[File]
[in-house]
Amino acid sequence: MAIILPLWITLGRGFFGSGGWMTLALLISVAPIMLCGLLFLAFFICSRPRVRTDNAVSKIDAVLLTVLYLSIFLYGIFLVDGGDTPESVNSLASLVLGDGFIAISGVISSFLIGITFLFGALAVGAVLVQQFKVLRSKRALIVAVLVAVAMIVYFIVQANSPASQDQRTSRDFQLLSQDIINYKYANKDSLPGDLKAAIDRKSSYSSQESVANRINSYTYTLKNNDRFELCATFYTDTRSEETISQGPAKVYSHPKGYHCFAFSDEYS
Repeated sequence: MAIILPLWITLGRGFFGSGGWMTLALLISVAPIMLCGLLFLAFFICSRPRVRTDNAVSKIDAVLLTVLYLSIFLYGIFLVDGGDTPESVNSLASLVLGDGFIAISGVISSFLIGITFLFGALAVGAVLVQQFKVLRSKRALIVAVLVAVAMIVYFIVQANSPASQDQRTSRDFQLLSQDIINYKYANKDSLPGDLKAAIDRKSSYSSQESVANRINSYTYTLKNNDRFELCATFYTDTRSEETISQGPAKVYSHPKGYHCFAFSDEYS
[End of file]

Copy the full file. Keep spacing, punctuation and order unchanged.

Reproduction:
[in-house]
Amino acid sequence: MAIILPLWITLGRGFFGSGGWMTLALLISVAPIMLCGLLFLAFFICSRPRVRTDNAVSKIDAVLLTVLYLSIFLYGIFLVDGGDTPESVNSLASLVLGDGFIAISGVISSFLIGITFLFGALAVGAVLVQQFKVLRSKRALIVAVLVAVAMIVYFIVQANSPASQDQRTSRDFQLLSQDIINYKYANKDSLPGDLKAAIDRKSSYSSQESVANRINSYTYTLKNNDRFELCATFYTDTRSEETISQGPAKVYSHPKGYHCFAFSDEYS
Repeated sequence: MAIILPLWITLGRGFFGSGGWMTLALLISVAPIMLCGLLFLAFFICSRPRVRTDNAVSKIDAVLLTVLYLSIFLYGIFLVDGGDTPESVNSLASLVLGDGFIAISGVISSFLIGITFLFGALAVGAVLVQQFKVLRSKRALIVAVLVAVAMIVYFIVQANSPASQDQRTSRDFQLLSQDIINYKYANKDSLPGDLKAAIDRKSSYSSQESVANRINSYTYTLKNNDRFELCATFYTDTRSEETISQGPAKVYSHPKGYHCFAFSDEYS